i) Mating based on raw sexual attraction and power, in which the most attractive females go to the dominant males. This is the cave-man sex of the cartoons, essentially similar to what exists in animal species. This is one possible reading of Genesis 6:1-2, where the “sons of gods,” who were more powerful than anyone else, grabbed whatever women they liked;

ii) Rejection of sexuality: in reaction to the unbearable corporeality of sex, that contradicts a certain kind of spiritual awareness and wish on the part of men and women to see themselves in purely spiritual terms, early Christianity proposed celibacy as the ideal solution to the person who wished to live a truly religious person. In Far Eastern religions, the celibacy of Buddhist monks and itinerant Hindu holy men reflected a similar view, but often only after having raised a family;

iii) Romantic love—sex as justified by and expressive of love. This is the code reflected in much popular culture, films and TV. Again, since sex as a purely animal act is too awful to contemplate, degrading to the human self-image, it must reflect some deeper, emotional reality. The problem is: what has this to do with stable marriage? If love justifies and motivates marriage, falling in love with a fascinating stranger can just as easily be a way out from a dull and boring marriage. Witness the widespread theme of adultery in much literature that explores romantic love, and its tragic results for such heroines as Tolstoy’s Anna Karenina and Flaubert’s Madame Bovary. Or even earlier: the medieval literature of courtly love celebrates the knight’s love for another man’s wife. Or Goethe’s Young Werther, romantic hero of an entire generation, for whom suicide was the only way out for his frustrated love of his best friend’s wife. Again, romantic love provides the perfect rationale for teenage sex: If you’re really in love, why wait?

iv) The “sexual revolution” of the mid-twentieth century (really, the early ‘60s, and the invention of the contraceptive pill). This roughly coincided with the coming of age, at least sexually, of the children of the baby boom. Suddenly, pre-marital sex became acceptable among respectable, middle-class people. But two things happened: sexual activity became accepted among younger and younger age groups; and, as it became a common norm, sex was more and more divorced from any emotional connection, not to say commitment or relationship beyond the “one-night stand.” Ideologically, there was a complete demystification of sexuality. Sex was seen as a simple physical pleasure; the problem of coping with the temptation of forbidden fruit was eliminated, by the simple expedient of defining all sexual acts undertaken with mutual consent as permitted. The ethic was expressed in courtship being reduced to people ”coming on to each another” and “If it feels good, do it.” In a sense, this school came full circle to the primitive, “caveman” sexuality of (i), of pure, direct physical attraction.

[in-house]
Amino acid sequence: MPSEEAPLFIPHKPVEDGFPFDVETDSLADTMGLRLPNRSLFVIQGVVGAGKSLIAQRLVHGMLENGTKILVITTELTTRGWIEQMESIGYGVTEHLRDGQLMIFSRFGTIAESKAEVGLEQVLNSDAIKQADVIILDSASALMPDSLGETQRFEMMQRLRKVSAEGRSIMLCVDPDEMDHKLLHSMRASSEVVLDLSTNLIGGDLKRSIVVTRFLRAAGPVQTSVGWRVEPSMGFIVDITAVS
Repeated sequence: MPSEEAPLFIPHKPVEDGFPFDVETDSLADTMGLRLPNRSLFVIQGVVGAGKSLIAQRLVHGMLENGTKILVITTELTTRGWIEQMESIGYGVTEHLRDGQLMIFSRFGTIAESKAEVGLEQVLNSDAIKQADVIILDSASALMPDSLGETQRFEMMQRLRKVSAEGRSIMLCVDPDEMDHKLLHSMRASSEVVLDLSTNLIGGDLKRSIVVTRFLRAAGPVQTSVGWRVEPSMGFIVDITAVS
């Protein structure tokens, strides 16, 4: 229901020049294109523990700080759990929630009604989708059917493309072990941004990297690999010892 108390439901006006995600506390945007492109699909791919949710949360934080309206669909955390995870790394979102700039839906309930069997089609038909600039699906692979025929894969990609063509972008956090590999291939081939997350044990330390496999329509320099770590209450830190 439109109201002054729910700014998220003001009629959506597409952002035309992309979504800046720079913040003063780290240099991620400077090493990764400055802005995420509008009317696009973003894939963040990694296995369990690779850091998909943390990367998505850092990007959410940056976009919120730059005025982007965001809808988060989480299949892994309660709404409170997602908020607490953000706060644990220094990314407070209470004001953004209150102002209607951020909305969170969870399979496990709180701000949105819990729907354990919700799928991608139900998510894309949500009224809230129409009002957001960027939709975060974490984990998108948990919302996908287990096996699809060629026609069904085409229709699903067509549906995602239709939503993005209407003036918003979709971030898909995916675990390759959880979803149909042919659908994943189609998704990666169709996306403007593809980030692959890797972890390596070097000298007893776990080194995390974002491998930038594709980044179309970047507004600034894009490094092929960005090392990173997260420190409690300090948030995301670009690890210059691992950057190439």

v) The Jewish view is neither romantic, nor cynical-animalistic, nor ascetic. Halakhah recognizes and respects the tremendous power of sexuality, like “fire in flax.” Its solution is to introduce the Almighty into the equation. Marriage is undertaken as a mitzvah, governed by halakhah. This doesn’t mean that love or attraction don’t enter picture, but that it is undertaken with an awareness that there is a God, and that His Presence as, so to speak, a partner in conception (see Niddah 35a), changes matters completely. What may have started as a purely physical, “hormonal” attraction is thus sanctified, and thus may well merit to become “an eternal building.”